One aspect of this invention broadly involves the discovery of soluble amorphous sodium-free organic N-containing silicates which overcome the aforementioned drawbacks of soluble alkali metal silicates. In another specific aspect of the invention, I believe that I am the first person to discover sodium-free tetraethanolammonium silicate and methods for producing same. The tetraethanolammonium silicate which I have discovered does not appear to crystallize readily since I have not been able to obtain crystals after many attempts.
THE INVENTION This invention broadly encompasses amorphous compositions having the general oxide formula with continuously variable ratios:
X (N R O YSiO ZH O In the above formula:
N represents a nitrogen atom;
11 is a small integer, less than and preferably less than five;
X, Y and Z represent numbers defining the relative amounts of each of the component parts of the compound. X is 1, Y is preferably between 0.5 and 20, and Z is preferably between 0 and 99, and. wherein up to four R groups are associated with each N;
R represents organic radicals having between 1 and 20 carbon atoms, at least two of said organic radicals consisting of omega hydroxy alkyl groups (preferably two or more of these R groups are ethanol groups and the others derivatives of ethanol groups);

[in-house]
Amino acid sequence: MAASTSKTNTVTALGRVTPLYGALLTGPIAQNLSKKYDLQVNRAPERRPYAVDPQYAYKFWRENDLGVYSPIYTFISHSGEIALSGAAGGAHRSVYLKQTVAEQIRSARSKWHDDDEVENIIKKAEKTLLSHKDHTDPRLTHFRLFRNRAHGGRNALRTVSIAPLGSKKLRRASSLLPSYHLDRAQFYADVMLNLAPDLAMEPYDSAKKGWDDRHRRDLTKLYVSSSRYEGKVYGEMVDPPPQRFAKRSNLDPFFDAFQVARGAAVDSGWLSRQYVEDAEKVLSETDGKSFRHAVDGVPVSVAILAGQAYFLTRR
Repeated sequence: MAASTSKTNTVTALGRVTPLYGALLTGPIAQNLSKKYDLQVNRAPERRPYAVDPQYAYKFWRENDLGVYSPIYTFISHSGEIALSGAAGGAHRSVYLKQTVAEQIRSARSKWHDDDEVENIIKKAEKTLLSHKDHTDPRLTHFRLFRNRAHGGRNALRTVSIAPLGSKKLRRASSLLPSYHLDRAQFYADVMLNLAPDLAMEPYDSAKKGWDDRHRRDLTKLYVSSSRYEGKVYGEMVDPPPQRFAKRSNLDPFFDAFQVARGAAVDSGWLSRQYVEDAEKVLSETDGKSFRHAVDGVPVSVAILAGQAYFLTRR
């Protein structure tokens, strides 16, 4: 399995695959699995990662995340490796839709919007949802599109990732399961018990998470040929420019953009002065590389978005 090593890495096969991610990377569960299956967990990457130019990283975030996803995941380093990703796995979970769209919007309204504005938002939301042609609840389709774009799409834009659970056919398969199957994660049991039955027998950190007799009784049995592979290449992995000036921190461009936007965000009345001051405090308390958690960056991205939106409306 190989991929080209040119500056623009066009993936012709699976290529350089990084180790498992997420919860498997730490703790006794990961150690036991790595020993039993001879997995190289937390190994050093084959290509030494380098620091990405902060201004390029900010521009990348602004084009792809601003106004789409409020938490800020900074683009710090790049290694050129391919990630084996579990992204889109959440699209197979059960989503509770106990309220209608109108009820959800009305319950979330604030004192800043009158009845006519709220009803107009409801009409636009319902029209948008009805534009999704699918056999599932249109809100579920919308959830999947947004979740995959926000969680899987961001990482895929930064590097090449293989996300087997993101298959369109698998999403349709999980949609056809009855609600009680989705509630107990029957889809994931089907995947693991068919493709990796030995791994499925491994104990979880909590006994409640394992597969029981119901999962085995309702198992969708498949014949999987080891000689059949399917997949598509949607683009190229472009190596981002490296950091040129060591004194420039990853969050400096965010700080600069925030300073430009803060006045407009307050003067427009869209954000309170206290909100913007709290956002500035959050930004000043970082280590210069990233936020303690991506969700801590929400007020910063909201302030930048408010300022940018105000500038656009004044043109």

p is at least 4 and up to 4n and is equal to the number of R groups; and
s is an integer from 1 to p, indicating the number of different types of R groups.
According to one specific embodiment the invention relates to the production of amorphous compositions having the formula:
wherein N, X, Y and Z have the significances noted above and R R R and R represent alkanol radicals containing between about 1 and 20 carbon atoms.
The tetraethanolammonium silicates of this invention can form aqueous solutions of over 50% solids content at viscosities at which the solution is readily useful (such as 2 poises). Such solutions may have as high as 15 moles of SiO to 1 mole of organic base and yet be readily soluble and have a relatively low melting point which is representative of organic compounds rather than the inorganic salts. The organic base portion can be readily removed, leaving a silica cement in place. This may be accomplished either by heating or by neutralization and removal of the soluble organic base salt. Thus, this new compound and its derivatives have an important place in the formulation of refractory and rapid-setting cements as well as in coatings for roofing granules and shingles, in special adhesives, in investment molds for casting metals, and the like.